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The Blue Dasher (Pachydiplax longipennis) is one of the best known North American skimmers (family Libellulidae). It occurs from southern Canada south through Mexico and Belize, the Bahamas and Cuba (Rosser et al. 2006).
The males are easily recognized due to the yellow-striped thorax, metallic-green eyes, mostly white face, and pale blue abdomen, often with a dark tip. Females and immatures also have a yellow-striped thorax, but the abdomen has a longitudinal yellow and brown/black pattern. The eyes are reddish brown above and blue-grey below. Females have a short, blunt abdomen, while the abdomen of juveniles is longer and thinner and tapered at the posterior end. Older females may resemble worn males as their abdomen turns blue-grey and the eyes acquire a greenish tint (Paulson 2009).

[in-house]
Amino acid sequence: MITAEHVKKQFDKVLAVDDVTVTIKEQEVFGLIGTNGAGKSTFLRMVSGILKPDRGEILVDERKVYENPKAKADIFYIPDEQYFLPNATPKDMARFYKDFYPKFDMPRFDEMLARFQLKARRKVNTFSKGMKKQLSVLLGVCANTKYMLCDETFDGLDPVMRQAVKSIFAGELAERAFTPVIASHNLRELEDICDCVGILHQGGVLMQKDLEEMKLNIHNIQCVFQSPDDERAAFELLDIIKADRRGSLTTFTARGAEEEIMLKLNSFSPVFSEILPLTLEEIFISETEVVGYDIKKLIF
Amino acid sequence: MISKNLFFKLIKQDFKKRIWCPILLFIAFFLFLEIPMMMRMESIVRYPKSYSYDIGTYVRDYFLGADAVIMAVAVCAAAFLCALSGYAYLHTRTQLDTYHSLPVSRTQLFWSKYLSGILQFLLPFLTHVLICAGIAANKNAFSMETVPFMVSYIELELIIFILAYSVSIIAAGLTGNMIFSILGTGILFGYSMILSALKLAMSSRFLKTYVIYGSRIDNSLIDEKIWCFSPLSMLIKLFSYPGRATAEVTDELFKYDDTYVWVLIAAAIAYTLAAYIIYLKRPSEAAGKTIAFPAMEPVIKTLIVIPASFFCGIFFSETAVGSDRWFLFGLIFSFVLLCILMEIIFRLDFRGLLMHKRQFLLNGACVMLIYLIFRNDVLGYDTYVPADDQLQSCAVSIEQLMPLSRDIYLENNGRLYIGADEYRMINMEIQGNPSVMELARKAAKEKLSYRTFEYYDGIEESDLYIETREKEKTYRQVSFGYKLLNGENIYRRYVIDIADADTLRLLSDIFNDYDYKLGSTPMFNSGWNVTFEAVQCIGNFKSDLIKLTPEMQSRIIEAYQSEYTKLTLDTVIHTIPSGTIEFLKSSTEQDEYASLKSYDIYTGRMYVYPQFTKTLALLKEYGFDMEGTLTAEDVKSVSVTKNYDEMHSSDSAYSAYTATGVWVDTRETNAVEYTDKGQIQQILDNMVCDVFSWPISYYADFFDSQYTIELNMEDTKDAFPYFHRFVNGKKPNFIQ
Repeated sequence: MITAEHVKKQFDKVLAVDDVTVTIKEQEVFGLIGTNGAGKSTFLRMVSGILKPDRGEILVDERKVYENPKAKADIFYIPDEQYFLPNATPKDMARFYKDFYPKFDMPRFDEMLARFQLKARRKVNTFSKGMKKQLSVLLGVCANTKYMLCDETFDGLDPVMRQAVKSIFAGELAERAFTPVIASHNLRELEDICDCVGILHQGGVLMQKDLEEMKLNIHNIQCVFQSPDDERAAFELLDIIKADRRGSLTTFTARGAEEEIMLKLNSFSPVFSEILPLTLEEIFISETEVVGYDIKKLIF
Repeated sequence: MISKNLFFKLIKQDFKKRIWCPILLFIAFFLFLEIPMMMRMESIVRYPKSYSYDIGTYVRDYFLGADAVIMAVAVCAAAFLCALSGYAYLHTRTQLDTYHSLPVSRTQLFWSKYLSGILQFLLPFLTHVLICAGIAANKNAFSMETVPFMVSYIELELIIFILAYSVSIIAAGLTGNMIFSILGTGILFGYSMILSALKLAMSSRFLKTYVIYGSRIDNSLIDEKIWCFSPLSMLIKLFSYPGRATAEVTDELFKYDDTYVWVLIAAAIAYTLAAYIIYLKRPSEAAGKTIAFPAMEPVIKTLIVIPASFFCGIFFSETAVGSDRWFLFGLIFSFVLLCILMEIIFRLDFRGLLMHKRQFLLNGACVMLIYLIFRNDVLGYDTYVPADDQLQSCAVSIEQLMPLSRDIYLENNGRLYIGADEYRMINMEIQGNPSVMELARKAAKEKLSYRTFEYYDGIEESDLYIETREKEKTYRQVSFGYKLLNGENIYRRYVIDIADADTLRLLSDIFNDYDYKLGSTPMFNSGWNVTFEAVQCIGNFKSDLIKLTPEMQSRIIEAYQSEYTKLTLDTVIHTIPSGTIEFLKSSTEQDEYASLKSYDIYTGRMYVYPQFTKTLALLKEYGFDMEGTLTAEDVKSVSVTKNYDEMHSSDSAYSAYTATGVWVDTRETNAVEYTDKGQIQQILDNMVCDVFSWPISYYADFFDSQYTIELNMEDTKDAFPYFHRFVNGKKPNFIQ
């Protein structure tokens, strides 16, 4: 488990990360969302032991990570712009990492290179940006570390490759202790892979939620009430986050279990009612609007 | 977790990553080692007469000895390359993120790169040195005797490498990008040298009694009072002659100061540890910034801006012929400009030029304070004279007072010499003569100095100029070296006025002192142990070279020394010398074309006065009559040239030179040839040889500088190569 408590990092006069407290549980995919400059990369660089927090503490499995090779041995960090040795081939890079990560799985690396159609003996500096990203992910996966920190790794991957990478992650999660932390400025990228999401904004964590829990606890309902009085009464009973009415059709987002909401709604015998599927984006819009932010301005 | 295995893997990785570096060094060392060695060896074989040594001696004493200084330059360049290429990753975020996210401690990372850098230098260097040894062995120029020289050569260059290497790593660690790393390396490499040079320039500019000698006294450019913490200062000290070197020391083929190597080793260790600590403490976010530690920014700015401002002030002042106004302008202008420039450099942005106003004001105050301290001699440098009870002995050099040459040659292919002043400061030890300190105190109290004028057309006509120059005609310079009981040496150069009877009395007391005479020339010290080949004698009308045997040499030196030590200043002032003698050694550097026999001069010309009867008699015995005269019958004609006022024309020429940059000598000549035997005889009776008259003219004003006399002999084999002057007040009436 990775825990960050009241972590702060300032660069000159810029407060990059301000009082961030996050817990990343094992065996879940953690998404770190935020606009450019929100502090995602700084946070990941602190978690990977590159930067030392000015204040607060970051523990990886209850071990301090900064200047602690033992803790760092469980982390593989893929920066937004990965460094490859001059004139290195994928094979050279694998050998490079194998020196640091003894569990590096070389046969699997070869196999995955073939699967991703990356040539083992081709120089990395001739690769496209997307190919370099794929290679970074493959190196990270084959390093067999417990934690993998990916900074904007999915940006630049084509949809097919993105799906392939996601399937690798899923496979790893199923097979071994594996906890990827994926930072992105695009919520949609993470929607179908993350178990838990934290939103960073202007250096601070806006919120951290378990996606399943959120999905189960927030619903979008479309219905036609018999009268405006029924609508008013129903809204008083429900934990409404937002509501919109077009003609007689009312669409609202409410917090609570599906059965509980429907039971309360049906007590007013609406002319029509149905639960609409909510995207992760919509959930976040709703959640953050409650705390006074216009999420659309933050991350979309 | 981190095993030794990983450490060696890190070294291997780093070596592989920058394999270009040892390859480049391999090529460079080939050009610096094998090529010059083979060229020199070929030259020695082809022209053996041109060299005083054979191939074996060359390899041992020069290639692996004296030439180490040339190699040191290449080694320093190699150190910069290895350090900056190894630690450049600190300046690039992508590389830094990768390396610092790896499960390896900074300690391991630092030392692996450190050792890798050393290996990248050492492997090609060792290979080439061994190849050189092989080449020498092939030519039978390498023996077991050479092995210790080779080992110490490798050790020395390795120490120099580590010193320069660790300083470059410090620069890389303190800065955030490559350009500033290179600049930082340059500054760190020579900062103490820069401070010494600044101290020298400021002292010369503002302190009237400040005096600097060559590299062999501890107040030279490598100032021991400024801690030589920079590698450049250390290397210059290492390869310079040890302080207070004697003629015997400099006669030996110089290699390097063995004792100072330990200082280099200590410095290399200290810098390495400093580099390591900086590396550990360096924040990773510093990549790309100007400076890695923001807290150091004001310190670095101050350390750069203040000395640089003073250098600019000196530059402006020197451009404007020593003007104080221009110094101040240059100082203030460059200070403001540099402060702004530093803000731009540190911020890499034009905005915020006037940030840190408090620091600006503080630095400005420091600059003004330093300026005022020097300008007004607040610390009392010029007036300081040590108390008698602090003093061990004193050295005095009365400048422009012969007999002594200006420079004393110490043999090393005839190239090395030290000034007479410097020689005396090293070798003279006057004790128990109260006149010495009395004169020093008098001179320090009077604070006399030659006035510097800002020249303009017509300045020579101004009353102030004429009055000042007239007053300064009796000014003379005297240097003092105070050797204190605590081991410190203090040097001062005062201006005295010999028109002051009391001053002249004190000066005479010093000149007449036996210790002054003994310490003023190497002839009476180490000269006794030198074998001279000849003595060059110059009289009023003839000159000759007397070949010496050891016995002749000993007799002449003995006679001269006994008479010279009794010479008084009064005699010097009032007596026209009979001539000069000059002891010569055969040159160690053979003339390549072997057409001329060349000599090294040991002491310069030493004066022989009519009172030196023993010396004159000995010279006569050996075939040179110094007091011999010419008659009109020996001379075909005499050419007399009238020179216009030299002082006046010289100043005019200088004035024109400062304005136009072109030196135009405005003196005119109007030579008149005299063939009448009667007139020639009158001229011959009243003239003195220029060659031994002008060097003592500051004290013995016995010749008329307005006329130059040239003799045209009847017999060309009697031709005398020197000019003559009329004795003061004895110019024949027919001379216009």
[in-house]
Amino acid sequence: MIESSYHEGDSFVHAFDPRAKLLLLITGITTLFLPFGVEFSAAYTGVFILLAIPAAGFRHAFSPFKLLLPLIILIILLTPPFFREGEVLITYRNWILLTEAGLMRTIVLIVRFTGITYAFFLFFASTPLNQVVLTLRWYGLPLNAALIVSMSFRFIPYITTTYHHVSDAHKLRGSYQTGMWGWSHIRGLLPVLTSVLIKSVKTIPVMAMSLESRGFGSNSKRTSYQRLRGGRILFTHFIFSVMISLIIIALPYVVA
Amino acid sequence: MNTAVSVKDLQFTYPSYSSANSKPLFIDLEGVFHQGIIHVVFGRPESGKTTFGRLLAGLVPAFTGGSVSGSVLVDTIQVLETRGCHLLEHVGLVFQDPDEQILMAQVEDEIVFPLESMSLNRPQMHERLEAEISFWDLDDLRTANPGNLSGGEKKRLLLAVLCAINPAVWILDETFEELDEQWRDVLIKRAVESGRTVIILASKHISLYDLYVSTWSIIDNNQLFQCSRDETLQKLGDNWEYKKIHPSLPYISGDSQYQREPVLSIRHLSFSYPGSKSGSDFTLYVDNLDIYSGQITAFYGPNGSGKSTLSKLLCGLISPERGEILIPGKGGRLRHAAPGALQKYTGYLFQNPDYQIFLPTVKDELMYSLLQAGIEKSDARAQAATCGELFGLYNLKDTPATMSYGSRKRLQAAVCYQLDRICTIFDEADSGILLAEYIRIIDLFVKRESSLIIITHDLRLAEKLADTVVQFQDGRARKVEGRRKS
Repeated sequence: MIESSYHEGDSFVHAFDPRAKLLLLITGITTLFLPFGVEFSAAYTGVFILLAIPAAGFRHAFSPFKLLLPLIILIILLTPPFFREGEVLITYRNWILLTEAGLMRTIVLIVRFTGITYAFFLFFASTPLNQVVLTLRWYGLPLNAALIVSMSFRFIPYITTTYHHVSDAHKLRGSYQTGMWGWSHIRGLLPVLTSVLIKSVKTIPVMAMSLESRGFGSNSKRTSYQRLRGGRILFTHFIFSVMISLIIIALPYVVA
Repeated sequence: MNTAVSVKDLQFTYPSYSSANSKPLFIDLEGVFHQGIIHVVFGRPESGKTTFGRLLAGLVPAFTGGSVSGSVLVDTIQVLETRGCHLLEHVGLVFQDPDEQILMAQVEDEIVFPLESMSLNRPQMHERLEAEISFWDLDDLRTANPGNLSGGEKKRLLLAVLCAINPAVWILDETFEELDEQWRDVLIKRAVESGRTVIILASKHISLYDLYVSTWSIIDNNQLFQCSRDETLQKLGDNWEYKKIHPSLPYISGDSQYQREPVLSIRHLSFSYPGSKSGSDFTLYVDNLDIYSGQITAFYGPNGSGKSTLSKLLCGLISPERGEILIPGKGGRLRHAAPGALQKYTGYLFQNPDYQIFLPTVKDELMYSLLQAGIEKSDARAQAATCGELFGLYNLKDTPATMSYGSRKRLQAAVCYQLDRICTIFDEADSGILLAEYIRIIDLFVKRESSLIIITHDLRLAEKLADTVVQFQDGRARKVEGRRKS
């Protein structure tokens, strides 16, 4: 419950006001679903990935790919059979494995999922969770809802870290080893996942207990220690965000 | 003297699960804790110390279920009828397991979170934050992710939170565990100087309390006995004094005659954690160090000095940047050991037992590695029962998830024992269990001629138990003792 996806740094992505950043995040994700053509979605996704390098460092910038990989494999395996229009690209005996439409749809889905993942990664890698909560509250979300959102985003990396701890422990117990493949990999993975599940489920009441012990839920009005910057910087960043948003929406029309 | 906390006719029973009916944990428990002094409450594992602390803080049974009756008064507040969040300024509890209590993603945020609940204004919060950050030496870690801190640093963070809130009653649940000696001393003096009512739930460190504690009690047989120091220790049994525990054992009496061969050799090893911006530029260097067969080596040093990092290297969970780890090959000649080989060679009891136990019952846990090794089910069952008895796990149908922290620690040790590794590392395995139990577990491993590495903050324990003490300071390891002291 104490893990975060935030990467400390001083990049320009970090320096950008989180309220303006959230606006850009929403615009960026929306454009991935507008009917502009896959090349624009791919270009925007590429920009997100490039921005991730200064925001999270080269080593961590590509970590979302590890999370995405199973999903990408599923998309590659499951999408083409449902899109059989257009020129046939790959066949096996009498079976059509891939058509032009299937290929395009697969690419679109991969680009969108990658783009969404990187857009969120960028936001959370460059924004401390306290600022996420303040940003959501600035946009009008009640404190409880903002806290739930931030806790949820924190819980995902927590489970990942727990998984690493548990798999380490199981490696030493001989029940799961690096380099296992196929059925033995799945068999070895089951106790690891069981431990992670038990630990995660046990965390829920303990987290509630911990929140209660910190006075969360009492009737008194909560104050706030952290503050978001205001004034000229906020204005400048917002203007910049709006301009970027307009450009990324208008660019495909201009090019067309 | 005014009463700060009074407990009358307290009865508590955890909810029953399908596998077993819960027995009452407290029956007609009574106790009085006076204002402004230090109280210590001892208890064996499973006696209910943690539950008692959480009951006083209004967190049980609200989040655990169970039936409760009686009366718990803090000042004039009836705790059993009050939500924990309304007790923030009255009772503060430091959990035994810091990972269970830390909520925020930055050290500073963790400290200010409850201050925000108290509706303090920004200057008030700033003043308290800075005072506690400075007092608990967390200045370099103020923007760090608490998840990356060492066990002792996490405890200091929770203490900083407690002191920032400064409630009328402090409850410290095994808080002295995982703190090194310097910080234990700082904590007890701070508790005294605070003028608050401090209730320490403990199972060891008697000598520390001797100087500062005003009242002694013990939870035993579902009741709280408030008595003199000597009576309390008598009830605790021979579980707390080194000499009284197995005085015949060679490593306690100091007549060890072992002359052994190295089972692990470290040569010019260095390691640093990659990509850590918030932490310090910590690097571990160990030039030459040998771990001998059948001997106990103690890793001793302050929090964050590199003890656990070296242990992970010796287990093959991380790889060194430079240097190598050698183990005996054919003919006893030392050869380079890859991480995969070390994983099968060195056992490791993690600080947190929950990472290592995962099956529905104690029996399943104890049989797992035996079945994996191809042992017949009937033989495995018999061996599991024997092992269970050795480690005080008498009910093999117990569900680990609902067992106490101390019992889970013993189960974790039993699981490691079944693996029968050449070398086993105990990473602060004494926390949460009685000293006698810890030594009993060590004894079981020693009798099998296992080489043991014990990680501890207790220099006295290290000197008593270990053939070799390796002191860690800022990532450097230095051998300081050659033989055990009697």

The life history and behavior of blue dashers has been well studied (Baird & May 1997, 2003, Dunham 1994, Johnson 1962, MacKinnon & May 1994, Macklin 1963, May & Baird 2003, McCauley 2010, Penn 1951, Robey 1975, Sherman 1983, Wellborn & Robinson 1986). The larvae live in still waters like ponds, marshes, swamps, and ditches, as well as slow moving streams. Blue dasher females are elusive. They oviposit among vegetation, often accompanied by a guarding male. Copulation usually occurs in flight and lasts only for a few seconds. Blue dasher males are usually very conspicuous. They spend much of their time perched on aquatic vegetation or on shrubs and trees near the breeding habitat. The wings may be folded forward to cover the eyes. In mid-summer, they often assume the obelisk posture with the abdomen raised perpendicular to the ground. From time to time, a male will dash after small flying insects, soon returning to its perch to consume the prey. Males are territorial, aggressively engaging with intruders both at feeding and at breeding sites.